And no, a judge shouldn't take a plea to something where the defendant can't admit to the elements. I don't mind pleading a person down to something they weren't charged with, as long as their confession meets the elements. For instance, here a felony flight is a class 5. However, providing the person deserves it, I will let them plead to a class 6 endangerment. The problem is you can't use the attempt statute to reduce the felony flight because attempt is part of the elements. You can't "attempt an attempt". So they plead guilty to endangering the lives of the officers involved in the pursuit and any other motorists by not stopping.
Link Posted: 2/17/2006 11:13:20 AM EDT
Mark Elkins is a 23-year-old career criminal getting ready to dance away from the courthouse with another slap on the wrist.


Let's start at the beginning:

At age 16, two tickets for speeding.

At age 17, one ticket for failing to yield.

At age 18, a misdemeanor conviction for leaving the scene of an accident and two speeding tickets, including one for speeding in a construction zone.

At age 19, one ticket for speeding and two tickets for driving without a license.

At age 20, one ticket for speeding, one for running a stop sign and one for driving without a license.

At age 21, one ticket for speeding, one for no registration and one for failing to wear a seat belt.

At age 22, one ticket for tinted windows.

At age 23, one ticket for running a red light and one ticket for driving without insurance. (No surprise there. What idiot would sell insurance to this guy?)

You know how hard it is to get 15 traffic tickets in this town? How about 15 in your first seven years of driving?

On June 27, 2004, Elkins capped his career by driving away from a rollover on O'Malley Road that left Gail Fejes dead and her 10-year-old son Hunter injured.

Members of the Fejes family make a strong case that Elkins caused the rollover by "brake-checking" Fejes. Brake-checking, for those unfamiliar with road-rage techniques, means slamming on your brakes to irritate and frustrate the driver behind you.

The only witness to the crash was Hunter, who in the days after the crash, while in the hospital recovering from surgery, talked about a man in a gray truck who harassed his mother.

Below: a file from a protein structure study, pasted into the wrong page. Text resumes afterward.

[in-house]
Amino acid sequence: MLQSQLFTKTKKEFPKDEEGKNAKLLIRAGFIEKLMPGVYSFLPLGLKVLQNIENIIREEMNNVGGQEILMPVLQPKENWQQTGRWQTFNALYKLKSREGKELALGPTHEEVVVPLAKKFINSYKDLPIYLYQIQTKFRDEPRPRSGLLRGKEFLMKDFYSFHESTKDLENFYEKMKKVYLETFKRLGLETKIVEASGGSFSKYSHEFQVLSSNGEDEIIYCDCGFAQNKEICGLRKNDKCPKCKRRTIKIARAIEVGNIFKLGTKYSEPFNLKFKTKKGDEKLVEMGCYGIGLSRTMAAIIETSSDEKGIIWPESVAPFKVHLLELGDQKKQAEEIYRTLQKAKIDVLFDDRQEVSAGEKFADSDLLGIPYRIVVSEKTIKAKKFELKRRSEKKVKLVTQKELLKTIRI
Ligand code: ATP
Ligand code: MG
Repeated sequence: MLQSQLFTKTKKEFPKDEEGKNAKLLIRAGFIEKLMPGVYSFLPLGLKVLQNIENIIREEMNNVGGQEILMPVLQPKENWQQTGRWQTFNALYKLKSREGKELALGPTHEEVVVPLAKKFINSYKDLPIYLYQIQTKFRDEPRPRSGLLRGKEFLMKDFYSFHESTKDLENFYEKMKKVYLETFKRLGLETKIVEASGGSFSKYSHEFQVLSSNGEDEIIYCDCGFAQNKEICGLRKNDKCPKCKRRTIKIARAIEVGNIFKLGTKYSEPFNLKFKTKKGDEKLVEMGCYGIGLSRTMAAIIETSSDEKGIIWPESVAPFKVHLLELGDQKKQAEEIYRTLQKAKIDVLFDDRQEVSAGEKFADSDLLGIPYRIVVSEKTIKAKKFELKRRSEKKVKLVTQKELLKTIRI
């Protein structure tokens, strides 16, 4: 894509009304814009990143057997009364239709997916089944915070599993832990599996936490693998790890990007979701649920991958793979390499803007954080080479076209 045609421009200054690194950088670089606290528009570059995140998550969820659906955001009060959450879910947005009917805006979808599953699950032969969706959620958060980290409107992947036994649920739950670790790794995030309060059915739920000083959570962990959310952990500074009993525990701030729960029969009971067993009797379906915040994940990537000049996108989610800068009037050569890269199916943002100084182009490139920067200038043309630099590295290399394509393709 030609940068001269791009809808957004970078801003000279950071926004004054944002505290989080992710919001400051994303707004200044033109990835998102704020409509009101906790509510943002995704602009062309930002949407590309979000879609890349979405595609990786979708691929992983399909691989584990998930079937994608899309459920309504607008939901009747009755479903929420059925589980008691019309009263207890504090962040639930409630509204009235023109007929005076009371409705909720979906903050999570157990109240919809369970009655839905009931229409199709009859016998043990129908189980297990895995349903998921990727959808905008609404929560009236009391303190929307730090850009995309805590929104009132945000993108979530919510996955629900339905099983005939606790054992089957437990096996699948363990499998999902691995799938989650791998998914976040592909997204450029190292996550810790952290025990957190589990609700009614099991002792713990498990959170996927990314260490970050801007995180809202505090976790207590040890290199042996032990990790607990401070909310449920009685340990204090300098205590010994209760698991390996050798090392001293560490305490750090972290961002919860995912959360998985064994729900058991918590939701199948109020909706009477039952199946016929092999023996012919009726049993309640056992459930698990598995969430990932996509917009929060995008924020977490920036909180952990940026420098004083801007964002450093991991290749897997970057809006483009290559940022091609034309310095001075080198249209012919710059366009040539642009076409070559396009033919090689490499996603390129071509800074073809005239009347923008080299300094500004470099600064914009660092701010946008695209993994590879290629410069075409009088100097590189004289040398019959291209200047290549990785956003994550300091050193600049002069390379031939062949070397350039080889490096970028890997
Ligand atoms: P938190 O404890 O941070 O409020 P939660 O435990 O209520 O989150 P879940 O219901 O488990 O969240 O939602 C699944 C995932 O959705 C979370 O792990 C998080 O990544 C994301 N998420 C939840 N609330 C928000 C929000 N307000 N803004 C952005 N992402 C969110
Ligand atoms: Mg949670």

Months later, Elkins was charged. In at least one interview, he admitted brake-checking Fejes because, he said, she was honking and gesturing at him for pulling in front of her from a side road. When the car flipped and the Fejeses were thrown from it, Elkins kept driving.

And now Elkins has a deal with prosecutors. He agreed to plead guilty to a felony charge of leaving the scene of an accident. The state agreed to drop manslaughter and assault charges and recommended a three-year prison term, with all but 90 days suspended.

90 days.

Now it's up to Judge Mike Wolverton to decide on Tuesday -- two days before Elkins turns 24 -- whether to accept or reject this disgrace.

If the judge signs off on it, Elkins will be out of jail in plenty of time to keep his streak alive by racking up a couple of violations as a 24-year-old.

Makes you feel safe to be on Anchorage streets, doesn't it?

The deal in front of Wolverton won't take Elkins off the road for very long.

Elkins' record as a habitual behind-the-wheel offender demands that Wolverton reject the deal. Nothing in his history suggests Elkins will change his ways. When Elkins drives a car, which he seems perfectly happy to do with or without a license, with or without insurance, he puts us all in jeopardy.

On the day of the Fejes crash, he'd been off probation for just eight months. The crime that had put him on probation?

Leaving the scene of an accident.

And since the Fejes crash, he's added to his lengthy record by running a red light and driving without insurance.

The maximum sentence for the crime Elkins is prepared to plead guilty to is 10 years.

Judge Wolverton, send this man to prison for years, not days. You can't spare the Fejes family its sorrow, but you can give them justice, and you might save the life of one of the rest of us.